- Consider sending allergy safe alternatives in your child’s cold lunch packs and snack bags
- If you bring a contaminated item, don’t share, wash your hands, and wipe the table when you’re done
- Reach out to the parent of the child with the allergy with any questions or concerns
Don’t Fit Into Any Of These Roles?
That’s ok. Here are some other ways you can be a member of The Super Squad.
- Donate to FARE (Food Allergy Research and Education)
- Take the free FARE Food Allergies in School webinar on August 29th, 2022
- Raise awareness by sharing this blog post with others
- Participate in the Teal Pumpkin Project
- Educate yourself on cross contamination on the Messy Masterpiece Food Allergy Hub
What’s In Your Lunch?
The top 8 food allergies are milk, eggs, tree nuts, peanuts, shellfish, wheat, soy, and fish. Chances are pretty good that you, or the food allergy sufferer in your class, won’t have all 8. At the same time, there could be other allergens not listed here. I’ve personally known people allergic to strawberries, bananas, and rosemary. For simplicity purposes, just focus on the specific food (or foods) that pose a direct threat in your situation. In our case, it’s peanuts.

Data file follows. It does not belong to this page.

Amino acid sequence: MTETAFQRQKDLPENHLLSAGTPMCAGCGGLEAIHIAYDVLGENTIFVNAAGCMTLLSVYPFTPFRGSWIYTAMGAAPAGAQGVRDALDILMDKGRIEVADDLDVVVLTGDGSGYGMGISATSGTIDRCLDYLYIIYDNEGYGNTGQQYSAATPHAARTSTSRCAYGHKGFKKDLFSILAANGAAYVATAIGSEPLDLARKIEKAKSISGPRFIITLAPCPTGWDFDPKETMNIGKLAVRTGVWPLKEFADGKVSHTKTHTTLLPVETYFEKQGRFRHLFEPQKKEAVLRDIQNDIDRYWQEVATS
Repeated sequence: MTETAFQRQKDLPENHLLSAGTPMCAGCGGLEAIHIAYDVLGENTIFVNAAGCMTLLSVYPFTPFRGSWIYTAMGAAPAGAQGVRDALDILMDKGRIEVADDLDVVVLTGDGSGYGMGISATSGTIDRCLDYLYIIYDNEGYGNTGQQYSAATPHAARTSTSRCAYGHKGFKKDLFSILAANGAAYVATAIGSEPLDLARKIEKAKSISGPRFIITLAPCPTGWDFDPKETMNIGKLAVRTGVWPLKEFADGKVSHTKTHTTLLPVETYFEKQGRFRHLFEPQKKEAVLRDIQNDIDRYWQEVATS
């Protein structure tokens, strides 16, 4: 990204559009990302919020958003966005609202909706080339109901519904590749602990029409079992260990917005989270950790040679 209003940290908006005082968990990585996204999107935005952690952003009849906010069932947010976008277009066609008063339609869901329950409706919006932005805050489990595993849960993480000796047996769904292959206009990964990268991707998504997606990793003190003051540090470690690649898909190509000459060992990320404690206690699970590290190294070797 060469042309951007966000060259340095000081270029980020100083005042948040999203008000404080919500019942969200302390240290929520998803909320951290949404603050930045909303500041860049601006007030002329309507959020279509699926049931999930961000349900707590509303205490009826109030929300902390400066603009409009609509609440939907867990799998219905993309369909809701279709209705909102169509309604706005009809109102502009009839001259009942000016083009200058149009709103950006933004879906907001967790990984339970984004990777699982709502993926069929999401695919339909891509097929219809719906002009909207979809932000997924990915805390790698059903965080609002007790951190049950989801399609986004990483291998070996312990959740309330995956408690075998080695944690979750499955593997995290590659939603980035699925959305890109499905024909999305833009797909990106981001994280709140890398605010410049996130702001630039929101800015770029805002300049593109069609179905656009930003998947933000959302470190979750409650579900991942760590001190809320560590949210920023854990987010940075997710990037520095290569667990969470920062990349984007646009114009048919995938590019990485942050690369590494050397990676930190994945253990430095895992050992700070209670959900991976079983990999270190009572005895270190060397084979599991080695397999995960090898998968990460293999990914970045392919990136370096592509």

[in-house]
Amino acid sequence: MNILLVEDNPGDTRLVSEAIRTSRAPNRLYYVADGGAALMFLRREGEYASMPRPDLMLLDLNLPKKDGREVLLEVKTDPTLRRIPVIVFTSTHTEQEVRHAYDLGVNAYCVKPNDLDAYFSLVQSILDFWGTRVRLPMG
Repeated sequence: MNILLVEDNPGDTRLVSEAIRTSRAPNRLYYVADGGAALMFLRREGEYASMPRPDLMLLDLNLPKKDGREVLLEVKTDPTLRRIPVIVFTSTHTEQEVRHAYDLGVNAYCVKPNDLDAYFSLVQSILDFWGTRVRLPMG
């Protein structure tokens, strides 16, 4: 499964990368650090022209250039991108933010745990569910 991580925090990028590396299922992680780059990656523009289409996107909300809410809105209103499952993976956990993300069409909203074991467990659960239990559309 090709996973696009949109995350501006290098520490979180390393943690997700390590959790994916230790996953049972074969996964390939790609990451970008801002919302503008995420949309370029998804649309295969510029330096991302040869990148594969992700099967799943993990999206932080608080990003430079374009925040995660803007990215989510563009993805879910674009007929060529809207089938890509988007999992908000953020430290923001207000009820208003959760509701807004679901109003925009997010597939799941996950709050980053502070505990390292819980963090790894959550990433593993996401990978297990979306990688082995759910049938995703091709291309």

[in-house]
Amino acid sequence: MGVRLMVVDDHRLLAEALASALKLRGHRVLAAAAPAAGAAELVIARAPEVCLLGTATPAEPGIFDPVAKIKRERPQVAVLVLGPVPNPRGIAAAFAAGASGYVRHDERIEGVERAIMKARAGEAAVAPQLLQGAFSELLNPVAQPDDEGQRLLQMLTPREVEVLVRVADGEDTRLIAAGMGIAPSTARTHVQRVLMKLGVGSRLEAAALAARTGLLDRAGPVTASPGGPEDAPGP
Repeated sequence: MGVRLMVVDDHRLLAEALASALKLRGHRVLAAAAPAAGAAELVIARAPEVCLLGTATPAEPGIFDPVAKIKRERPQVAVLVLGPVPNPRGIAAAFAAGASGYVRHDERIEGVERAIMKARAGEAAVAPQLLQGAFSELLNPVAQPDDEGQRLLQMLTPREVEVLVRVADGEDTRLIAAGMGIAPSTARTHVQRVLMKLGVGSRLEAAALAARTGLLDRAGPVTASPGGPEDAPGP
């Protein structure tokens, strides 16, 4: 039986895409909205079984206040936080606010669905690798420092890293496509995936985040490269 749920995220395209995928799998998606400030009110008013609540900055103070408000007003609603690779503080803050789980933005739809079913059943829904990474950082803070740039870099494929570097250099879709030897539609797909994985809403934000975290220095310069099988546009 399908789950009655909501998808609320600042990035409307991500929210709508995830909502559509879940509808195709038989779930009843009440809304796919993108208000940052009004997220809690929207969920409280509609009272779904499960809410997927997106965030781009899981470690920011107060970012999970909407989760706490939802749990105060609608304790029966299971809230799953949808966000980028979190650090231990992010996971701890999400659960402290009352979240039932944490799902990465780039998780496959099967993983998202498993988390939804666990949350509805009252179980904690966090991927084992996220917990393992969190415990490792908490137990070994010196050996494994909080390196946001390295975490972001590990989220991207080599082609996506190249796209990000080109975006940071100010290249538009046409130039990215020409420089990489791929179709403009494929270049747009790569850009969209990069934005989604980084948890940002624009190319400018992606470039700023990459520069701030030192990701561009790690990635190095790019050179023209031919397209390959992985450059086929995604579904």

In the beginning, replacing peanuts/peanut butter was a huge challenge for our family. It wasn’t until we found SunButter that our lives became a little bit easier. SunButter is made from sunflower seeds, tastes very similar to peanut butter, and has no cross contamination risks. In fact, the brand is free from all top 8 allergens!
SunButter comes in 6 flavors, including chocolate, that makes using it as a peanut-free substitute easy peasy. We use SunButter in place of peanut butter in sandwiches, scotcheroos, cookies, puppy chow, and more. Anything you can make with peanut butter, you can make safer with SunButter!
Whether your class is dealing with a peanut allergy, one of the other top 8, or one of the odd ones…there are so many amazing, safe substitutions out there to choose from. So next time you pack your child’s lunch, or send them to school with birthday treats, please consider taking the time to make the swap. Think of it like your life depends on it…because someone else’s might.
Going back to school can be a scary time for so many reasons. This year, let’s not make food allergies one of them. Take a minute to read the nutrition label. Don’t forget about the cross contamination warnings. Swap the allergen food for a non allergen food before sending it to school. Raise awareness and educate others. That’s all it takes to make someone else’s life a little bit safer. Just remember…prevention eliminates intervention. The entire Super Squad thanks you in advance!
Messy Masterpiece wishes you a safe, and happy, 2022-2023 school year!
One response to “Back to School: Food Allergy Edition”
[…] posting Back To School – Food Allergy Edition and designing food allergy awareness merch, I was craving one of our family’s favorite […]